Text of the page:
Kalala Luboya said “I lived here five years in this building. … I was from Congo. The change, very bad for me. I don’t know if they allow us to stay here. But I prefer to stay here. Many people are worried. Those who I live with like to stay here.”
Another who asked that his name not be published said he lived at Bayside Village since October. “I’m worried to find a house in Portland because there are so many services in Portland for me,” he said. “So if I have to move I heard it is hard to find a house in Portland. I might have to find it in South Portland and then it would be difficult to find services. … I was planning to stay for at least two years until I get stable with my work.”
He said he lives on the first floor and is being moved to another floor to make way for renovation. Asked if he was offered help in finding another apartment, he said “I think they might help, I’m not sure what is going to happen.”
John Reed, an English speaker who said he’d lived in the building for two years and had been planning on staying long term, said he, too, was told he has to move to another floor. He said he believes everyone will be kicked out when their leases expire next July. Asked if Bayside Village serves a need in the city, he said “big time, definitely.”
A couple of people said they were pleased with the new owners, including Gloria Maynard, who moved to Portland from New York in August.
She said she chose Bayside Village because it was the most reasonably priced place she could find. She said she is now a housekeeping supervisor and would be able to afford the higher rent, so she signed up for one of the renovated one-bedroom units.
“They already told me how much the rent is going be,” Maynard said. “I wish it was less, but I just want to live by myself. I don’t like the roommate situation. I think a lot of people won’t be able to afford it, that’s the problem, but I like the location, it’s close to my son – I mean everything’s around here – It’s the perfect location for me.”
She added that the property is being kept much cleaner since the new owners took over. “I like the change,” Maynard said. “Some people wouldn’t agree with me, but I’m happy living here.”
Developer offers help
At the Aug. 13 Planning Board meeting where his application was approved, Watson said Port Property was in the process of hiring a housing coordinator to help existing tenants find new housing, and that this coordinator would have $100,000 in development money to help place people.
“I think this will be a very easy transition for the people who are there,” Watson told the board. “We’re sensitive to that and we wanted you to know that.”
James, the Port Property spokeswoman, said the housing coordinator has been hired and has been working one-on-one with residents since the day the property was acquired. In addition, she said, Port Property will be piloting a housing readiness program in 2020, designed to remove some of the limiting barriers of the traditional rental process through education.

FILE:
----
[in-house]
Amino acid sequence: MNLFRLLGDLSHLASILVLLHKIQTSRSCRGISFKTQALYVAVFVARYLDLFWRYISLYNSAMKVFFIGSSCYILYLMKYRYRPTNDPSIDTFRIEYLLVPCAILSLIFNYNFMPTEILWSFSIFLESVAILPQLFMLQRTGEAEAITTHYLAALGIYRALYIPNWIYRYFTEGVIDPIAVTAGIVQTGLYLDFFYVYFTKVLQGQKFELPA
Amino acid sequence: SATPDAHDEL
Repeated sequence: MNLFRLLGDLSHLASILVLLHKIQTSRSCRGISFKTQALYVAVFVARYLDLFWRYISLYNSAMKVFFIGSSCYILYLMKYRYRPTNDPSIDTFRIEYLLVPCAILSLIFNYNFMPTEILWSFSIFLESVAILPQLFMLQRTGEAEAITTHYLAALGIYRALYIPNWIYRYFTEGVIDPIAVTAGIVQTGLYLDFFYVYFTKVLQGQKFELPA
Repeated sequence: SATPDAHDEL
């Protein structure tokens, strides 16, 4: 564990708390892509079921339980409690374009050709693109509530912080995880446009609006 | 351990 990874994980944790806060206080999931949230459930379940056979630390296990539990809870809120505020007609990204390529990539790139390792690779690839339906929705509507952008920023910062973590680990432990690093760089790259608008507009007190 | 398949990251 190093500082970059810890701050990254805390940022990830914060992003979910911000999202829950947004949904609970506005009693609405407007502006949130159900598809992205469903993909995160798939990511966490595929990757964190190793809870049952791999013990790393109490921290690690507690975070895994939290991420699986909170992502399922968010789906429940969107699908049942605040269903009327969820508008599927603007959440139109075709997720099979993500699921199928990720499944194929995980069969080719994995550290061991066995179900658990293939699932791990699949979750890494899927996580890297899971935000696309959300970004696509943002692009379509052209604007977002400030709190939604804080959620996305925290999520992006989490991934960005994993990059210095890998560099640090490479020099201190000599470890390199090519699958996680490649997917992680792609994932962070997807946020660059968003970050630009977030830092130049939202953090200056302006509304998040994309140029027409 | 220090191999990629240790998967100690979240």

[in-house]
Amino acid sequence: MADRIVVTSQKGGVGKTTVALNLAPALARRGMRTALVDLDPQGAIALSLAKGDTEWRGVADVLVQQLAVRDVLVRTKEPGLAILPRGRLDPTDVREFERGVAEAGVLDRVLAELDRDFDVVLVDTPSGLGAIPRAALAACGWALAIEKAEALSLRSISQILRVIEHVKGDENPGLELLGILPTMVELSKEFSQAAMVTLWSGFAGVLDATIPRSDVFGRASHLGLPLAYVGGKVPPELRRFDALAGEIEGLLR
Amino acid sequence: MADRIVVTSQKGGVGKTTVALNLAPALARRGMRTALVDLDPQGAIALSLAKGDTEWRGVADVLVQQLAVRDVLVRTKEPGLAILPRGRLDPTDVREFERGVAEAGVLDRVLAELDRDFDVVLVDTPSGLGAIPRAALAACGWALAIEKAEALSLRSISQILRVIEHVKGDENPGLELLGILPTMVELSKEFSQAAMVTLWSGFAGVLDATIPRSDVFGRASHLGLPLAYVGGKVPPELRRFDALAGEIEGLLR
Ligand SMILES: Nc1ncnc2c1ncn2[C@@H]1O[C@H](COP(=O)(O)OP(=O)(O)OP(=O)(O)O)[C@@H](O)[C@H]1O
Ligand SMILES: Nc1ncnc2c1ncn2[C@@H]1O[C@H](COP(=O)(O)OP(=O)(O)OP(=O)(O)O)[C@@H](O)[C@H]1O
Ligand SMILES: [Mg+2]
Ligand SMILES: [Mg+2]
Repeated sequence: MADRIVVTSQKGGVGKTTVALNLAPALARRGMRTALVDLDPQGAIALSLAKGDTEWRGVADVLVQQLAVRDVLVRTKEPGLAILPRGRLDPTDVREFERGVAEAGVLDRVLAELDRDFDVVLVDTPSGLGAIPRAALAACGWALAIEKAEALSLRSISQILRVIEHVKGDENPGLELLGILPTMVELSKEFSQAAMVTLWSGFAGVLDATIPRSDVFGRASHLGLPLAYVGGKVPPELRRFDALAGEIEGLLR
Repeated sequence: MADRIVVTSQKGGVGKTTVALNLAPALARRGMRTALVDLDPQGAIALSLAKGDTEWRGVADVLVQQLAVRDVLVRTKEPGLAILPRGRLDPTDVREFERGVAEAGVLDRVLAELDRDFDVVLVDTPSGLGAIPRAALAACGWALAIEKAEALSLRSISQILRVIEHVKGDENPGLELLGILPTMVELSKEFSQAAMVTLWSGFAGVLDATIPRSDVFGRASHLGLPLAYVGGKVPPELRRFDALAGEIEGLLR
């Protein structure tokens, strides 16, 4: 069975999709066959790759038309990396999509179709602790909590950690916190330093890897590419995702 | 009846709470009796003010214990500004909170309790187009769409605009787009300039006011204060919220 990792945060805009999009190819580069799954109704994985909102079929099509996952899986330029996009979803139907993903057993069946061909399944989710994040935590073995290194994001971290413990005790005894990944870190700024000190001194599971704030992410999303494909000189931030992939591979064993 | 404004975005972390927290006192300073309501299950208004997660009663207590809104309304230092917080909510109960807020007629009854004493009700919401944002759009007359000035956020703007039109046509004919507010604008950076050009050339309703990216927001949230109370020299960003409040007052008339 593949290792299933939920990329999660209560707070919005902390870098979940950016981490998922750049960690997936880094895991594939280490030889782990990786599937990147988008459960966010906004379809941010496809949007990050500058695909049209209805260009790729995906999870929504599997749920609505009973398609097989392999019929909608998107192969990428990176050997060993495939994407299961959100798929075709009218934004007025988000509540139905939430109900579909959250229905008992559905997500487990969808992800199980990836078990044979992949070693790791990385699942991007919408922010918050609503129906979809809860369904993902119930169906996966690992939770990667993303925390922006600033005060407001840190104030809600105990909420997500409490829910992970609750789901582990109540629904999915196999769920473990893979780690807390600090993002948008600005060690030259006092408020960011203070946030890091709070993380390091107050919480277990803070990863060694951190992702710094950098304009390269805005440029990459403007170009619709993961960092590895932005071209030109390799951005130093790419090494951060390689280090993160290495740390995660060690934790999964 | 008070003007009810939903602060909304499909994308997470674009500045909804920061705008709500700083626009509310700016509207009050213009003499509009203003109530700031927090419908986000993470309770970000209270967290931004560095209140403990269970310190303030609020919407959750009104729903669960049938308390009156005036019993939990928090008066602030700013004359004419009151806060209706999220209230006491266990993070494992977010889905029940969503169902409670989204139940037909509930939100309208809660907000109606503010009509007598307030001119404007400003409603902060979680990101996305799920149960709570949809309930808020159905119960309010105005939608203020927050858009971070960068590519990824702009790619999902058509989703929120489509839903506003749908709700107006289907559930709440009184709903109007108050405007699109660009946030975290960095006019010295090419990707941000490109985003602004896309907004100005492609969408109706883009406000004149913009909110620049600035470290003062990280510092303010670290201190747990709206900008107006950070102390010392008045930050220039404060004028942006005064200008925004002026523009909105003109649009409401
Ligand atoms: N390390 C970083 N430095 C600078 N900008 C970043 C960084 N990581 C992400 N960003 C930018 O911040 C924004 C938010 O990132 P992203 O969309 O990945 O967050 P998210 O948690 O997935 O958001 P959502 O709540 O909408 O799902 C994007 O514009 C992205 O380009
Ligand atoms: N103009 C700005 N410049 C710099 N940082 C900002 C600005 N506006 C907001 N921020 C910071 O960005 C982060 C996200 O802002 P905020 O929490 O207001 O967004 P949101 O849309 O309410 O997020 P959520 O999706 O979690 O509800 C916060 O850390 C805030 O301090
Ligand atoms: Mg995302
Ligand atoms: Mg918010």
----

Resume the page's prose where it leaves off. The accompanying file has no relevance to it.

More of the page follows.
Those who successfully complete the program will receive financial assistance, and ongoing mentorship, and income and/or credit requirements could be waived.
Some residents are finding new apartments at other Port Property Management properties, with rents comparable to Bayside Village, she said – places like The Lafayette, at 638 Congress St., where some two-bedroom apartments can be rented for $1,225 month.
Watson told the Planning Board his company’s intention to do renovations in phases over 2 ½ years would prevent displacement of tenants, because they would probably be leaving anyway. He said historically, over the past five years, there was an average 50 percent turnover rate.
“That means if there are 350 people there, half of them will leave by this time next year and the other half will leave the following year,” he said.
Sykes later called this “fancy developer math, this idea that it’s going to be like this self-cleaning oven.” Floyd said many of the residents were there for more than two years and had planned to stay longer.
James said Watson meant the turnover rate demonstrates that, as designed now, the four-bedroom quads are not conducive to quality, long-term housing, but that Port Property expects and hopes that some tenants will choose to stay in the renovated apartments.
Watson also told the Planning Board that all of the rental units will qualify as workforce affordable housing, based on the city’s rent limits at the 100 percent area median income level. James said Port Property has not determined final rents, but expects them to be $1,300-$1,700 a month.
Sykes said the way the city defines affordable housing is “completely out of reach” for most people who are low-income or who have service-industry jobs.
“It’s bonkers,” she said. “You talk to some business owners, and they say they can’t get anyone to work here because no one can afford to live in the city. The city is working at cross purposes.”
The Planning Board, through its inclusionary zoning review, required Port Property to enter an affordable housing agreement before a construction permit would be granted. That agreement, filed Nov. 18, stipulates that 19 of the one-bedroom units and four two-bedroom units must be maintained as workforce units, kept at or below the rent limits for 30 percent of the area median income: currently $473 for a one-person household, to $676 for a four-person household.
Watson also said in the Planning Board meeting that Bayside Village would likely be returned to its original purpose of student housing, because he was negotiating with USM to lease half of the units for upper-classmen, graduate students, law students and faculty. He said 10 quads that will not be subdivided would be reserved for students.
“Our goal is to have a mixed community of USM folks and workforce housing folks adding to the vibrancy of Bayside,” he said.
However, Floyd said that now Port Property is signing up 40 current Bayside Village residents who qualify to be placed in those rooms with the new rental rates. Asked where negotiations stand currently, USM President Glenn Cummings did not respond by press time; James said “there will be quads as well as one- and two-bedrooms, something the USM administration has expressed interest in.”